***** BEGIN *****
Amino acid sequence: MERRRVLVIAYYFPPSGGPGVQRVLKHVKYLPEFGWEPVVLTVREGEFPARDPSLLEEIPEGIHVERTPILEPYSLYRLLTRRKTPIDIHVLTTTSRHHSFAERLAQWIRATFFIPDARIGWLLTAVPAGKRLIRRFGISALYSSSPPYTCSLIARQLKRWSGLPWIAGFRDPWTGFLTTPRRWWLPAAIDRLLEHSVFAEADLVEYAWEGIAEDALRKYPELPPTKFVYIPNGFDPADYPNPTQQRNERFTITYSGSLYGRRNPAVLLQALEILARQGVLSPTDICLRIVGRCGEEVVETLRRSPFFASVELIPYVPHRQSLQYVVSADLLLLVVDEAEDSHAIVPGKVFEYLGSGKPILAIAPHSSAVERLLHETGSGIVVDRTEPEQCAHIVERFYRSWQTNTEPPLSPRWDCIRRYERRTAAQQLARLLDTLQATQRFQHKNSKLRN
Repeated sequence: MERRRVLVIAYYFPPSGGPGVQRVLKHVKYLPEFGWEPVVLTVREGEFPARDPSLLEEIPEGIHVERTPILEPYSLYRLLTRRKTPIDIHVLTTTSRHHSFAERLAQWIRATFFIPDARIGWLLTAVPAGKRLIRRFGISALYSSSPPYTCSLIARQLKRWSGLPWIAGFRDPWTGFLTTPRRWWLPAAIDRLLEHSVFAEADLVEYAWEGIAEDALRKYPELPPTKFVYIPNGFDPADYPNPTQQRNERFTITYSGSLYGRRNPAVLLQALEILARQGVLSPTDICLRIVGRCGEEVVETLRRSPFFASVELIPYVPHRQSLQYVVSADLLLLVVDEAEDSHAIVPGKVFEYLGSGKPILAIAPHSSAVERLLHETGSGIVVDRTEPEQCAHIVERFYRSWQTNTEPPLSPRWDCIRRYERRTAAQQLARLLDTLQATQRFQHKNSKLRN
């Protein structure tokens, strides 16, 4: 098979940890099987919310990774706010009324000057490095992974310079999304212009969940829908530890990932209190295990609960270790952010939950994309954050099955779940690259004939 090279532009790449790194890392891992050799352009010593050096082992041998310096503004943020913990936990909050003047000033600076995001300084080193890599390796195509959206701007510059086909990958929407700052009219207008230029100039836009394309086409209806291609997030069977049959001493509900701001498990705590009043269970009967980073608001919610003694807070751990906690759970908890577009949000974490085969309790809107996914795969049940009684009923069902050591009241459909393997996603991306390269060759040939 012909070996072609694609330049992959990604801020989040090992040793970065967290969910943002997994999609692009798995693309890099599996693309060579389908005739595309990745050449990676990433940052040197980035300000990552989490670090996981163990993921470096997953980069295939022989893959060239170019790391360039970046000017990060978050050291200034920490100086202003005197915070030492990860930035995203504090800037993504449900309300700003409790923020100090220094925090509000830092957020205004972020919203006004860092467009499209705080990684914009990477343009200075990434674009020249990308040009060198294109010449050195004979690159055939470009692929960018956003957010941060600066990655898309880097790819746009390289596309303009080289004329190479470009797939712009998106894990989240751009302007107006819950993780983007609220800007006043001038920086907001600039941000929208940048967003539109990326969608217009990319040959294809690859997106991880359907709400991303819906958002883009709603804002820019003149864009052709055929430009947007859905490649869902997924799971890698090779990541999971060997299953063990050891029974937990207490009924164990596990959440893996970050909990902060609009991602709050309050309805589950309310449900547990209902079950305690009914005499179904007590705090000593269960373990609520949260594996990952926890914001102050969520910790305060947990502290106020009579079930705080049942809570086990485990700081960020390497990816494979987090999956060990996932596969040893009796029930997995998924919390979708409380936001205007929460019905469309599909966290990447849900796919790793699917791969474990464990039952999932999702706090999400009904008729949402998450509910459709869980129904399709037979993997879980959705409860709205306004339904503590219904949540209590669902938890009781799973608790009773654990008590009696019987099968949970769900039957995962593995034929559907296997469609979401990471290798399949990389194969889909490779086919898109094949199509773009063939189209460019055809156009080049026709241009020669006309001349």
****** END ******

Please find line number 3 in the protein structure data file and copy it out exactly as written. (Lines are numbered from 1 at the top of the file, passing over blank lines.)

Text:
């Protein structure tokens, strides 16, 4: 098979940890099987919310990774706010009324000057490095992974310079999304212009969940829908530890990932209190295990609960270790952010939950994309954050099955779940690259004939 090279532009790449790194890392891992050799352009010593050096082992041998310096503004943020913990936990909050003047000033600076995001300084080193890599390796195509959206701007510059086909990958929407700052009219207008230029100039836009394309086409209806291609997030069977049959001493509900701001498990705590009043269970009967980073608001919610003694807070751990906690759970908890577009949000974490085969309790809107996914795969049940009684009923069902050591009241459909393997996603991306390269060759040939 012909070996072609694609330049992959990604801020989040090992040793970065967290969910943002997994999609692009798995693309890099599996693309060579389908005739595309990745050449990676990433940052040197980035300000990552989490670090996981163990993921470096997953980069295939022989893959060239170019790391360039970046000017990060978050050291200034920490100086202003005197915070030492990860930035995203504090800037993504449900309300700003409790923020100090220094925090509000830092957020205004972020919203006004860092467009499209705080990684914009990477343009200075990434674009020249990308040009060198294109010449050195004979690159055939470009692929960018956003957010941060600066990655898309880097790819746009390289596309303009080289004329190479470009797939712009998106894990989240751009302007107006819950993780983007609220800007006043001038920086907001600039941000929208940048967003539109990326969608217009990319040959294809690859997106991880359907709400991303819906958002883009709603804002820019003149864009052709055929430009947007859905490649869902997924799971890698090779990541999971060997299953063990050891029974937990207490009924164990596990959440893996970050909990902060609009991602709050309050309805589950309310449900547990209902079950305690009914005499179904007590705090000593269960373990609520949260594996990952926890914001102050969520910790305060947990502290106020009579079930705080049942809570086990485990700081960020390497990816494979987090999956060990996932596969040893009796029930997995998924919390979708409380936001205007929460019905469309599909966290990447849900796919790793699917791969474990464990039952999932999702706090999400009904008729949402998450509910459709869980129904399709037979993997879980959705409860709205306004339904503590219904949540209590669902938890009781799973608790009773654990008590009696019987099968949970769900039957995962593995034929559907296997469609979401990471290798399949990389194969889909490779086919898109094949199509773009063939189209460019055809156009080049026709241009020669006309001349």